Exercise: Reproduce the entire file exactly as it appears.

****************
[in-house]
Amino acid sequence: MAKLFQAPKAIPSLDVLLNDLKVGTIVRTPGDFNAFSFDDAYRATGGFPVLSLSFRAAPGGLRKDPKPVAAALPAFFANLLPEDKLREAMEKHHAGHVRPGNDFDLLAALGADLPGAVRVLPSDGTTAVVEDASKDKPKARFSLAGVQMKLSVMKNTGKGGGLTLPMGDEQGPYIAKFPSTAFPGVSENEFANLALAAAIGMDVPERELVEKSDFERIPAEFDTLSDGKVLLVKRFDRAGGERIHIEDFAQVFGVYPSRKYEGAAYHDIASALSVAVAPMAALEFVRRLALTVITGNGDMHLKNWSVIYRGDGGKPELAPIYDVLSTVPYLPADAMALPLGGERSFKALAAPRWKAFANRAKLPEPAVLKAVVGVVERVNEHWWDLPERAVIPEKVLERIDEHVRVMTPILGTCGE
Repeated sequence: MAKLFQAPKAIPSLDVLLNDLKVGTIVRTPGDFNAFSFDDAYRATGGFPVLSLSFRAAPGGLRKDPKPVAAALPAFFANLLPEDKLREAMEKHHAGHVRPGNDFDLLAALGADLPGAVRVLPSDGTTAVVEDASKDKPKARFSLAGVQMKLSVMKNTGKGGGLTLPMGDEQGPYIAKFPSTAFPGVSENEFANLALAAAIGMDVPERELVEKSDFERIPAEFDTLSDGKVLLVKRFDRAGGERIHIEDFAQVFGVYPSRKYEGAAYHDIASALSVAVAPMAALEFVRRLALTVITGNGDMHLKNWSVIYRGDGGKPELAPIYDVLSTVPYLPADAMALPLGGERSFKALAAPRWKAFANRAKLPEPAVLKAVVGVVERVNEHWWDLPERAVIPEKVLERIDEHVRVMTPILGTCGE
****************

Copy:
[in-house]
Amino acid sequence: MAKLFQAPKAIPSLDVLLNDLKVGTIVRTPGDFNAFSFDDAYRATGGFPVLSLSFRAAPGGLRKDPKPVAAALPAFFANLLPEDKLREAMEKHHAGHVRPGNDFDLLAALGADLPGAVRVLPSDGTTAVVEDASKDKPKARFSLAGVQMKLSVMKNTGKGGGLTLPMGDEQGPYIAKFPSTAFPGVSENEFANLALAAAIGMDVPERELVEKSDFERIPAEFDTLSDGKVLLVKRFDRAGGERIHIEDFAQVFGVYPSRKYEGAAYHDIASALSVAVAPMAALEFVRRLALTVITGNGDMHLKNWSVIYRGDGGKPELAPIYDVLSTVPYLPADAMALPLGGERSFKALAAPRWKAFANRAKLPEPAVLKAVVGVVERVNEHWWDLPERAVIPEKVLERIDEHVRVMTPILGTCGE
Repeated sequence: MAKLFQAPKAIPSLDVLLNDLKVGTIVRTPGDFNAFSFDDAYRATGGFPVLSLSFRAAPGGLRKDPKPVAAALPAFFANLLPEDKLREAMEKHHAGHVRPGNDFDLLAALGADLPGAVRVLPSDGTTAVVEDASKDKPKARFSLAGVQMKLSVMKNTGKGGGLTLPMGDEQGPYIAKFPSTAFPGVSENEFANLALAAAIGMDVPERELVEKSDFERIPAEFDTLSDGKVLLVKRFDRAGGERIHIEDFAQVFGVYPSRKYEGAAYHDIASALSVAVAPMAALEFVRRLALTVITGNGDMHLKNWSVIYRGDGGKPELAPIYDVLSTVPYLPADAMALPLGGERSFKALAAPRWKAFANRAKLPEPAVLKAVVGVVERVNEHWWDLPERAVIPEKVLERIDEHVRVMTPILGTCGE